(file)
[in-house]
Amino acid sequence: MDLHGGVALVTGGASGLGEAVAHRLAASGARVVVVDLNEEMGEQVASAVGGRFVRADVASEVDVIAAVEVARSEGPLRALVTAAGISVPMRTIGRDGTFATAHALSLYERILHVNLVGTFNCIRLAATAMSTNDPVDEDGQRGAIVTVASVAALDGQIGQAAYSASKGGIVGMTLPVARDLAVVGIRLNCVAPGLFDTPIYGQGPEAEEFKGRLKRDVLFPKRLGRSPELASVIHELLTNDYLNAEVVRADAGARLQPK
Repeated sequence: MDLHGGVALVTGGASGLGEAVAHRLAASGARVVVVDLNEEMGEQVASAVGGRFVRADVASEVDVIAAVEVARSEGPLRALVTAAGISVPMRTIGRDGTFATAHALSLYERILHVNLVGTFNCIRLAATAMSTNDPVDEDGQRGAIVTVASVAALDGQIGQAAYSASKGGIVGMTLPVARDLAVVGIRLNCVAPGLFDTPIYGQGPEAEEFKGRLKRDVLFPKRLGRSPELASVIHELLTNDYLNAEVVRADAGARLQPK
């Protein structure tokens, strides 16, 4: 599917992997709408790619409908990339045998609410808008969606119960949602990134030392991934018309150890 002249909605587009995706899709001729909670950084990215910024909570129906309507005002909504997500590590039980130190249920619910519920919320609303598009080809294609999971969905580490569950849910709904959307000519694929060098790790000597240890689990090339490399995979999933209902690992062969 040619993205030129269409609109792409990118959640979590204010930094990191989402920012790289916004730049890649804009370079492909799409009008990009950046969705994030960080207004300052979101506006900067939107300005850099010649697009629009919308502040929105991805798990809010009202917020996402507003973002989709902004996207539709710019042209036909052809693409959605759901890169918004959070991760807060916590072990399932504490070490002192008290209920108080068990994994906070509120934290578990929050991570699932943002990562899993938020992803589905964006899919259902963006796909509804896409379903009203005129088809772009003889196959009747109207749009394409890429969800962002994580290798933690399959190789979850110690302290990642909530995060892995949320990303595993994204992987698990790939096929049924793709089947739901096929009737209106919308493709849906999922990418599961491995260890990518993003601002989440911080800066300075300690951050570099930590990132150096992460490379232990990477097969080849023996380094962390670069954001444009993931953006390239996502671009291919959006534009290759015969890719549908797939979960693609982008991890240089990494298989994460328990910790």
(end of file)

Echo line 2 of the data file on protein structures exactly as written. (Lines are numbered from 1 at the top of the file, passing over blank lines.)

Amino acid sequence: MDLHGGVALVTGGASGLGEAVAHRLAASGARVVVVDLNEEMGEQVASAVGGRFVRADVASEVDVIAAVEVARSEGPLRALVTAAGISVPMRTIGRDGTFATAHALSLYERILHVNLVGTFNCIRLAATAMSTNDPVDEDGQRGAIVTVASVAALDGQIGQAAYSASKGGIVGMTLPVARDLAVVGIRLNCVAPGLFDTPIYGQGPEAEEFKGRLKRDVLFPKRLGRSPELASVIHELLTNDYLNAEVVRADAGARLQPK